Dead of Night (1945)
Release Date: September 4th, 1945 MPAA Rating: Not Rated
Director: Cavalcanti, Charles Crichton, Basil Dearden, Robert Hamer Actors: Mervyn Johns, Roland Culver, Mary Merrall, Googie Withers, Frederick Valk, Antony Baird, Judy Kelly, Sally Ann Howes
alter Craig (Mervyn Johns) is invited to stay at Pilgrim’s Farm in the country to assist with architectural reconstruction. When he arrives, he’s shocked to discover that he recognizes everyone gathered in the living room, despite having never been there and having never met any of them before. He has a recurring dream in which he approaches the house, walks in and sits down with the group, exactly as he just did. In his dream, a short time thereafter, a penniless brunette barges in quite unexpectedly. He discusses this supernatural drama with the group; some believe him, a few are delighted at the occult theory, and others are understandably skeptical. Thus begins a series of flashbacks, recalling strange, horrific stories told by each member of the party. Produced by the legendary Ealing Studios and directed by four accomplished filmmakers, “Dead of Night” is one of the first films to assemble several smaller stories together into a single-movie anthology, paving the way for countless others to utilize this collecting method.
The first story, told by Hugh Grainger (Antony Baird), involves a disastrous racecar crash that leaves him with odd visions of a hearse driver reappearing frequently to call out to him. Psychiatrist Dr. Van Straaten (Frederick Valk) is the disbeliever, intent on dispelling the notion of delusions, premonitions, and otherworldly visions. Perhaps it’s all an elaborate joke. But Craig continues to remember unique details about the way the day unfolds, made particularly eerier when dark-haired Mrs. Grainger (Judy Kelly) walks in unannounced and tells her husband to pay the cab fare as she’s spent all her money shopping.
The next story, told by young Sally (Sally Ann Howes), involves a Christmas costume party and a game of hide-and-seek with Jimmy Watson (Michael Allan), who tells her about the ghastly murder of a little boy. As she searches for a better hiding spot, she wanders into an attic where she discovers a crying child – who she later discovers to be the same boy who was killed. No one believes her and she’s sent to bed as if ailing. When she’s done telling her scary account, Craig remembers more of his dream, which includes savagely beating Sally sometime after she’s forced to depart. Sure enough, her mother whisks her away for her uncle’s birthday party. The following recital is about a haunted mirror that seems to reflect a different location. Could it be an optical illusion? The catoptric device has a superstitious background that must also be told, creating the rare instance in which a story is told within a story within a film. This is one of the best tales in “Dead of Night,” successfully utilizing the spine-tingling subject of mirrors with incorrect echoes – without bloodshed or graphic images but plenty of genuine chills.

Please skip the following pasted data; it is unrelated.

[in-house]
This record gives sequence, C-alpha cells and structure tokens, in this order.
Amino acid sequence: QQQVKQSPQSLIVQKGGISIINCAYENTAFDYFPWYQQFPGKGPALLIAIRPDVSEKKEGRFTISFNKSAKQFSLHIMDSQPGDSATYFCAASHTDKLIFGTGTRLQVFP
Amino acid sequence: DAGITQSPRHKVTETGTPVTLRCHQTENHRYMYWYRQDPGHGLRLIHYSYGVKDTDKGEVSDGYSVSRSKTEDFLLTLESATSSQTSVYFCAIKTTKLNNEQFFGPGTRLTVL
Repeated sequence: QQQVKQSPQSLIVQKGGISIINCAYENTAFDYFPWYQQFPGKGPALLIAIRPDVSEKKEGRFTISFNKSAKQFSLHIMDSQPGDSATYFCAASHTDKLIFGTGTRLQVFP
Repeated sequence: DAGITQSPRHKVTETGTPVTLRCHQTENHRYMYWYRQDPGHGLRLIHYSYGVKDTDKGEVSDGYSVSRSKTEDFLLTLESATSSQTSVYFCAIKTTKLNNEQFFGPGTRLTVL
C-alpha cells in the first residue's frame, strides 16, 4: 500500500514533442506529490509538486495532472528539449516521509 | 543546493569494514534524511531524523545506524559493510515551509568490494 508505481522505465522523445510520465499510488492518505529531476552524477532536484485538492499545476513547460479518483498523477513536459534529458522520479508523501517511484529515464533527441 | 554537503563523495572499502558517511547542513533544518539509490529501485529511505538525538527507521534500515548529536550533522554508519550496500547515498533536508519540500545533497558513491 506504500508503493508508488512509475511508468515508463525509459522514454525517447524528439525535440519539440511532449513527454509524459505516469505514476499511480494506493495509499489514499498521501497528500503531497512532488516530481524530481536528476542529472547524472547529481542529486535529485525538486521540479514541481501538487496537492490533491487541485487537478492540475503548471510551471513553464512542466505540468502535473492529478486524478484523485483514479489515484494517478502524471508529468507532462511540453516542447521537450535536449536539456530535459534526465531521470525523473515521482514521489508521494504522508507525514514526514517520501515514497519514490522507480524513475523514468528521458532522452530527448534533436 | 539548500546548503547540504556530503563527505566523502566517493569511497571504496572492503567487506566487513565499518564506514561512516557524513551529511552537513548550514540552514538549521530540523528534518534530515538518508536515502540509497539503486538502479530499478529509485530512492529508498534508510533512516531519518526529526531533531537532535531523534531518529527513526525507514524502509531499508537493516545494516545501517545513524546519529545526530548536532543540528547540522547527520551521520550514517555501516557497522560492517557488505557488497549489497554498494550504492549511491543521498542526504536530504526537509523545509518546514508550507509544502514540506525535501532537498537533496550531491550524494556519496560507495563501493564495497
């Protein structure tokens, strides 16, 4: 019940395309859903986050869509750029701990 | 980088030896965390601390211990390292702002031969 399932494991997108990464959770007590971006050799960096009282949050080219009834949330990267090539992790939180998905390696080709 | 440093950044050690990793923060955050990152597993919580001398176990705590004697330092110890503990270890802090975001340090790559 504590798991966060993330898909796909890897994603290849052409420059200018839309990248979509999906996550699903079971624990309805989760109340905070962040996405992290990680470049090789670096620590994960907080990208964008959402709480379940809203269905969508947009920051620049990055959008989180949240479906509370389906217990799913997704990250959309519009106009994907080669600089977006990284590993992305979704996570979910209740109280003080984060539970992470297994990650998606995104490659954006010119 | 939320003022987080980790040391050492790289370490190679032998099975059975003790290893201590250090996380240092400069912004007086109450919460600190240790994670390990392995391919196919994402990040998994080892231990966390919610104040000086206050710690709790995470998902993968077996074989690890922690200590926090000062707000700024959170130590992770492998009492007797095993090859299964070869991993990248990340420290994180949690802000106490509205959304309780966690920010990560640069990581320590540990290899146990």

Eliot Foley (Roland Culver) recites the next yarn, involving a cheating golfer plagued by the ghost of his rival, who committed suicide after losing a game. This is easily the weakest of the lot – it’s not out of place when the purpose for it is exposed, but it’s a mostly comical and light-hearted haunting. Dr. Van Straaten himself tells the final story, concerning his visit to an asylum to see a ventriloquist with a very unusual dummy. This bit is also told in multiple layers, with Straaten reporting a side story within the main one. During Maxwell Frere’s (Michael Redgrave) voice-throwing routine, Hugo the Dummy starts to act up, seemingly having a mind of its own. The puppet propositions competing ventriloquist Sylvester Kee (Hartley Power) to take over as his partner frightfully suggesting that Maxwell is no longer in control of Hugo. Even after each character reveals their personal horror scoops, further terrors await in the revealing of the twist that brings everyone together at the farm.
“Dead of Night” is one of the first films to gather seemingly unrelated short stories and cut them together with a linking narrative. It’s brilliantly creepy, with frightening orchestral music to boot; each component gradually gets weirder, more bloodcurdling, and undeniably more creative. The ideas are truly spooky, the dialogue smart, the cinematography and lighting effectively unnerving, and the acting solid. Although it would be unlikely for a remake to be as perfect as this clever thriller, it could serve as a great source of inspiration for a contemporary horror revisionist.
– Mike Massie